On Sunday 8 Feburary an ICRC aircraft succeeded in landing on the Khow Gherar airstrip, bringing medicine and sanitation materials. These supplies reached Rostaq by road on the same day. In the next two days only two ICRC flights took place, all others being cancelled because of the weather (poor visibility due too heavy rain and snowfall). The last ICRC aircraft to land in Khow Gherar was damaged during take-off because of the bad state of the landing strip.
The local authorities in Taloqan and in the Panjshir valley made some helicopters available to aid organiza tions, but their use is hampered by the bad weather.
So far the only way to get to Rostaq is by road from Khow Gherar. Several convoys sent by the UN, the ICRC and NGOs have reached the town, bringing food and non-food supplies, medicines and sanitation materials. The ICRC trucks brought material taken from existing ICRC and Federation stocks in Mazar-i-Sharif and Pul-i-Khumri.
Several other ICRC and Federation trucks are on their way from Dushanbe (Tajikistan) carrying additional relief supplies, such as vitamin-enriched biscuits, blankets, plastic sheeting, tarpaulins and other non-food assistance. Blankets, clothes and shoes from the ICRC emergency stock intended for prisoners in the Panjshir valley are also ready to be flown in as soon as the weather permits.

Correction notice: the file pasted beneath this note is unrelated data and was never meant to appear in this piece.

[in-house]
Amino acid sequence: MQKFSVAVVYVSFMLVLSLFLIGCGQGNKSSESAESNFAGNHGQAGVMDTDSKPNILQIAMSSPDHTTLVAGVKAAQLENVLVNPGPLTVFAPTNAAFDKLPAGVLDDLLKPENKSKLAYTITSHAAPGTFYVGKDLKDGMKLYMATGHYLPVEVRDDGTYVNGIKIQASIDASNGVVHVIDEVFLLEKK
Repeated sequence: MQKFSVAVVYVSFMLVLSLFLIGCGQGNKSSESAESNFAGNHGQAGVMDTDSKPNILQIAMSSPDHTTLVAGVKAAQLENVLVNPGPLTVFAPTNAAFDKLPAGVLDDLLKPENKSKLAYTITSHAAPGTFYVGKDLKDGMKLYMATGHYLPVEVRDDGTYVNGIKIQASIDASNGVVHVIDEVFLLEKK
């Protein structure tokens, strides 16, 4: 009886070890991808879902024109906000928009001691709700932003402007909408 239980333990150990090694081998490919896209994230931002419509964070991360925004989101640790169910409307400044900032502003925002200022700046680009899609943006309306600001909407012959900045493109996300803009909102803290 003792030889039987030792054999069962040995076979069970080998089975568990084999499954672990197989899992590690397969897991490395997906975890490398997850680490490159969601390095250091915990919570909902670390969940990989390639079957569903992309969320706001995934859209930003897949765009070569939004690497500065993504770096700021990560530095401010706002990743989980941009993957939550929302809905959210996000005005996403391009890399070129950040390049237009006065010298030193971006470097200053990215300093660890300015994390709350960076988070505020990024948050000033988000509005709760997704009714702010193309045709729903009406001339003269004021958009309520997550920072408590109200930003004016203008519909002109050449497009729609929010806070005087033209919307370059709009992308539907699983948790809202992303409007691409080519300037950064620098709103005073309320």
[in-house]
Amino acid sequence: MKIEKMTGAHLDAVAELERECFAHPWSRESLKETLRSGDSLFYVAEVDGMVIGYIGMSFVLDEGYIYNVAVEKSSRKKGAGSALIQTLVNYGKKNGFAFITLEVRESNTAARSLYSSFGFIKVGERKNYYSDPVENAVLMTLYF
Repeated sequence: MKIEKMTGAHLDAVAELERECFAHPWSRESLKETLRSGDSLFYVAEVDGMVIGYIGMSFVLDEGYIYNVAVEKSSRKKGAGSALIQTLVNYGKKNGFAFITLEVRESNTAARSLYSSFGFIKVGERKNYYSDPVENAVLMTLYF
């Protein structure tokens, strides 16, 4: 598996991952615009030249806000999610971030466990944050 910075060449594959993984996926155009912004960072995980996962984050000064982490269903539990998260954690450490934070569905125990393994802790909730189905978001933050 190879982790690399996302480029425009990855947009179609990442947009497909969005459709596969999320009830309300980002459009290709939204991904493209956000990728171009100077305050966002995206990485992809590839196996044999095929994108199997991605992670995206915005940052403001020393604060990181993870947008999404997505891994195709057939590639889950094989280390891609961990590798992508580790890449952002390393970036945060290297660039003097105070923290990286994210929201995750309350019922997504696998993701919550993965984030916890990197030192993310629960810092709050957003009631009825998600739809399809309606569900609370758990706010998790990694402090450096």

Further personnel are travelling to Rostaq to strengthen the ten ICRC and Federation staff already in place.
PLAN OF ACTION
ICRC plans airdrop
Because of the logistical constraints, the ICRC and UNOCHA have joined their efforts to find a solution ensuring that additional assistance reaches the region as soon as possible. UNOCHA and the ICRC are currently preparing a plan of action to organize airdrops of an estimated 1,500 tonnes of food and non-food supplies. This operation will be run jointly by the two organizations and will be made available to other aid organizations working in the region. An appropriate piece of land near Rostaq has been designated and prepared for the airdrop. The present appeal shows the ICRC's share of this joint operation with the UN, which should be added to the UN appeal launched on 12 February.
In addition to the airdrop operation, truck convoys will continue to be organized from the neighbouring provinces and from Tajikistan.
The main priority for the time being is to reach all the villages affected by the quake. So far, about half of the 30 or so localities have been reached and provided with emergency assistance, despite the adverse conditions. To boost the relief effort, the ICRC is planning to charter a helicopter to operate between Rostaq and the villages.
While the UN is concentrating on providing food, the ICRC will emphasize non-food assistance such as blankets, tents, tarpaulins, plastic sheeting, shoes, clothes, cooking materials, essential to the survival of the victims given the harsh climate. These items will be taken from ICRC and Federation stocks in the region or purchased locally.